Planning for a Day of Peace
A few years back, prior to the International Day of Peace on September 21st, a school board member here in Virginia said that he would back a resolution marking that day as long as everyone understood that in doing so he was not opposing any wars.
Wars for peace, like sex for virginity, appear contradictory to some. But what about militarism for peace? What about war preparations and peace? A so-called "defense" department that arms the world; can that be compatible with peace?
We need our governments to begin planning for a day of peace. Instead of investing everything in planning for war, preparing for war, and proliferating enough weapons to fuel plenty of wars, governments could invest in alternatives to war, nonviolent means of conflict resolution, moves toward justice that reduce conflict, international standards of law that make negotiations and diplomacy effective.
One of the tools that we can use to move our cultures and our governments toward planning for a day of peace is to ourselves plan for a day celebrating peace -- peace understood precisely as the elimination of war. September 21st, the International Day of Peace, is one such day. WorldBeyondWar.org is organizing events here. And here is a list of events in the U.S. arranged on a map by Campaign Nonviolence.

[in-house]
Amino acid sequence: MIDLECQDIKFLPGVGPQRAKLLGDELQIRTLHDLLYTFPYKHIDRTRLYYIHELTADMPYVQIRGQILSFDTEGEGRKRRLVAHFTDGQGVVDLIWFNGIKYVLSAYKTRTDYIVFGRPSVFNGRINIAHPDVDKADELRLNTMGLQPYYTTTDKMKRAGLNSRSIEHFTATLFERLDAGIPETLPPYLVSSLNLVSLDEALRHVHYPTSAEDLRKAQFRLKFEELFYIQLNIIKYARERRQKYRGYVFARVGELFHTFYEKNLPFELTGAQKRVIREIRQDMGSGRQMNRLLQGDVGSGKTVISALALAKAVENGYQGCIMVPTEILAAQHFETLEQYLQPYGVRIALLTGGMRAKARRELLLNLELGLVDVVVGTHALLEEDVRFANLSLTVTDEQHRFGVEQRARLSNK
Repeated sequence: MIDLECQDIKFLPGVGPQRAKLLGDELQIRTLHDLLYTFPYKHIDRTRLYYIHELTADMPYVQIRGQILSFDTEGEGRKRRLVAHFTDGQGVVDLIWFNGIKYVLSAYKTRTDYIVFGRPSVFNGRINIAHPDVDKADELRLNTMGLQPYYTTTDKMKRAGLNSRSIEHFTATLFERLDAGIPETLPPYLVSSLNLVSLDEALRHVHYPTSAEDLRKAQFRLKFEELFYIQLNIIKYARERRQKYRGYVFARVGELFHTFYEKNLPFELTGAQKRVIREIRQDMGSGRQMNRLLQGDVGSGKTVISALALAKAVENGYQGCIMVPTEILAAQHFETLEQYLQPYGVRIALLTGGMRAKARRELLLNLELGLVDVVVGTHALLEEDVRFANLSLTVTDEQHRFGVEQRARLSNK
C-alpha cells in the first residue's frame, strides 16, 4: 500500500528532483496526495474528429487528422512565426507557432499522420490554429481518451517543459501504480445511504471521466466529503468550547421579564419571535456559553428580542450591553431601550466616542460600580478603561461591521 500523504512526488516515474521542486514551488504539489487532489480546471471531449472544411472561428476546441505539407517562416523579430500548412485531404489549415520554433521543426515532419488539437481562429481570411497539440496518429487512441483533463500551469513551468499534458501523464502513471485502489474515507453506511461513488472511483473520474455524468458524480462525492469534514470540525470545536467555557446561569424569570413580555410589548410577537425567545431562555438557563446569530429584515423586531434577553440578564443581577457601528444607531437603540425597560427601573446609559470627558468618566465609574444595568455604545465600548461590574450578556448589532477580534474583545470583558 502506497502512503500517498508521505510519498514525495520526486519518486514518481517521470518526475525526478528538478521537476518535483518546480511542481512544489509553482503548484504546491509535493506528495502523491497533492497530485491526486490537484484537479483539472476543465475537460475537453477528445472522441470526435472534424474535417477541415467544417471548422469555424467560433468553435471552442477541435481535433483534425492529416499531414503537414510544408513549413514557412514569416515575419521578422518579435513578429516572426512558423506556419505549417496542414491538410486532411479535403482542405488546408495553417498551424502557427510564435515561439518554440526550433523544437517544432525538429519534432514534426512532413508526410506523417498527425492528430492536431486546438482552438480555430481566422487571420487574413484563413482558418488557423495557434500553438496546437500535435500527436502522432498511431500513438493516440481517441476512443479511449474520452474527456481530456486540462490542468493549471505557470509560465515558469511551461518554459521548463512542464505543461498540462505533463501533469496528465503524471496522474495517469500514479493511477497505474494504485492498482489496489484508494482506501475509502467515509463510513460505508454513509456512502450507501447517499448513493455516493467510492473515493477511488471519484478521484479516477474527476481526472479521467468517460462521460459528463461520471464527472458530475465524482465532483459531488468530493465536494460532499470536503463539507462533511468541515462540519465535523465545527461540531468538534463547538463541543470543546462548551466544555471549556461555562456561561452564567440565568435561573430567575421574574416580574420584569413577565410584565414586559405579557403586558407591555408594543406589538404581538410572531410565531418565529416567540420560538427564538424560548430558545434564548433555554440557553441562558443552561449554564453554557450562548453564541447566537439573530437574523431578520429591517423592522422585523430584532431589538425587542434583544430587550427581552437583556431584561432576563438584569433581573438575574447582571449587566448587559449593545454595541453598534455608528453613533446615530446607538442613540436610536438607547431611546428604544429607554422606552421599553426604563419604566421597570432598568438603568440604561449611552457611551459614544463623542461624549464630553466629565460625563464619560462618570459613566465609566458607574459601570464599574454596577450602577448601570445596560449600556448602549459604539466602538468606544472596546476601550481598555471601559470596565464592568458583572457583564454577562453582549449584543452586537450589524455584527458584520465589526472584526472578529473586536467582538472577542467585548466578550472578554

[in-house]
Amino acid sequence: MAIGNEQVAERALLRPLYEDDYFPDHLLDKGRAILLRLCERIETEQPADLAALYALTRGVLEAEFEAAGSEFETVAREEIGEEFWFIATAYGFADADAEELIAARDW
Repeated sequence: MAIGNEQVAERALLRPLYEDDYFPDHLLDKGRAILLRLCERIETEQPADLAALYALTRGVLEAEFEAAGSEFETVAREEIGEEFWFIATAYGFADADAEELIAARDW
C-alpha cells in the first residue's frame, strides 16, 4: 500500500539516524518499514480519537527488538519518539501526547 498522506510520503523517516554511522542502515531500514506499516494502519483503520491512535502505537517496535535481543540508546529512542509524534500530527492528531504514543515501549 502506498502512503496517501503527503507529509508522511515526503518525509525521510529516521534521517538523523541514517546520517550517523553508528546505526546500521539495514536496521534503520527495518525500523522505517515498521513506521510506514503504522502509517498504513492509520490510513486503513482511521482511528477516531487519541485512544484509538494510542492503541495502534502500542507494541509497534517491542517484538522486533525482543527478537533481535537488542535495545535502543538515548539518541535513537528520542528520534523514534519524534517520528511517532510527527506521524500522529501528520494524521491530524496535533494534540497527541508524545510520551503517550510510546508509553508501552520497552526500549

Groups and individuals interested in planning events this September can work with Campaign Nonviolence and Global Movement for the Culture of Peace and Peace One Day and A Year Without War. Advocates of peace and environmental sanity who grasp the connections between the two may want to participate in a People's Climate March in New York City, September 20-21, and bring this flyer: PDF.
Some resources that can be used to create events of various types are here:
Screen and discuss the World Beyond War video.
Bring speakers from this Speakers Bureau.
Use these flyers, sign-up cards, sign-up sheets.
At some events already planned for September 21, 2014, people will begin marking 100 years since the Christmas Truces of World War I. You can find great information on World War I at 100 on NoGlory.org
You may want to screen Joyeux Noel: a film about the 1914 Christmas truce. Or use this script for reenactment of a Christmas Truce: PDF. Here's more Christmas Truce information and videos. And if you're in the Northeast U.S. or the U.K. you might be able to attend or even set up a production of The Great War Theatre Project: Messengers of a Bitter Truth: Info in PDF.
Peace deserves more than empty platitudes compatible with the preservation of war as our largest public project. Sometimes bringing truth back from propaganda is so jarring as to be humorous. "I don't want to achieve immortality through my work," said Woody Allen. "I want to achieve immortality through not dying. I don't want to live on in the hearts of my countrymen; I want to live on in my apartment." We should not want peace only in our hearts or in the press releases of the Pentagon; we should want peace through the ending of war and the abolition of the institutions that continue to plan and create more wars even while they pretend to a sight degree of outrage that each new war has been successfully created.